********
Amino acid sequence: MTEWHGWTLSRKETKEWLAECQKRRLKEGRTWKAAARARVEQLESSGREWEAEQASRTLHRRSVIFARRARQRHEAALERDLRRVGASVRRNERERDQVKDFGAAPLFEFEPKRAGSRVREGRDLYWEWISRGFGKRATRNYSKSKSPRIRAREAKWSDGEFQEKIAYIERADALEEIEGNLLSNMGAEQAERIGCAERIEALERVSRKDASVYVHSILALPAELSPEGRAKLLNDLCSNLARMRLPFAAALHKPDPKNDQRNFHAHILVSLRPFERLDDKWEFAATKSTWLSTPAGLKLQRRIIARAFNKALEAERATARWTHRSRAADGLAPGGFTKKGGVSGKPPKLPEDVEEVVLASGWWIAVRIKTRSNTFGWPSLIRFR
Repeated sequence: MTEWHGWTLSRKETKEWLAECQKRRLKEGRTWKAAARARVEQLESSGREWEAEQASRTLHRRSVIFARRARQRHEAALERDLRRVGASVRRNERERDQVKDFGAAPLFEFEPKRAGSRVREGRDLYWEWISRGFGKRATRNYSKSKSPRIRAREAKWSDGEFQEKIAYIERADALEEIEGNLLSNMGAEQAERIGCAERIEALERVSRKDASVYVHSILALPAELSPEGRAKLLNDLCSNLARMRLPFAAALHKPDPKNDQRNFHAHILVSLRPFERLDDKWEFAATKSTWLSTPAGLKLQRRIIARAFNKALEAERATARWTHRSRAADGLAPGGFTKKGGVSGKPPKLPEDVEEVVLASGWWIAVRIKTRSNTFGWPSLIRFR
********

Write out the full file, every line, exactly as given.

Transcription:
Amino acid sequence: MTEWHGWTLSRKETKEWLAECQKRRLKEGRTWKAAARARVEQLESSGREWEAEQASRTLHRRSVIFARRARQRHEAALERDLRRVGASVRRNERERDQVKDFGAAPLFEFEPKRAGSRVREGRDLYWEWISRGFGKRATRNYSKSKSPRIRAREAKWSDGEFQEKIAYIERADALEEIEGNLLSNMGAEQAERIGCAERIEALERVSRKDASVYVHSILALPAELSPEGRAKLLNDLCSNLARMRLPFAAALHKPDPKNDQRNFHAHILVSLRPFERLDDKWEFAATKSTWLSTPAGLKLQRRIIARAFNKALEAERATARWTHRSRAADGLAPGGFTKKGGVSGKPPKLPEDVEEVVLASGWWIAVRIKTRSNTFGWPSLIRFR
Repeated sequence: MTEWHGWTLSRKETKEWLAECQKRRLKEGRTWKAAARARVEQLESSGREWEAEQASRTLHRRSVIFARRARQRHEAALERDLRRVGASVRRNERERDQVKDFGAAPLFEFEPKRAGSRVREGRDLYWEWISRGFGKRATRNYSKSKSPRIRAREAKWSDGEFQEKIAYIERADALEEIEGNLLSNMGAEQAERIGCAERIEALERVSRKDASVYVHSILALPAELSPEGRAKLLNDLCSNLARMRLPFAAALHKPDPKNDQRNFHAHILVSLRPFERLDDKWEFAATKSTWLSTPAGLKLQRRIIARAFNKALEAERATARWTHRSRAADGLAPGGFTKKGGVSGKPPKLPEDVEEVVLASGWWIAVRIKTRSNTFGWPSLIRFR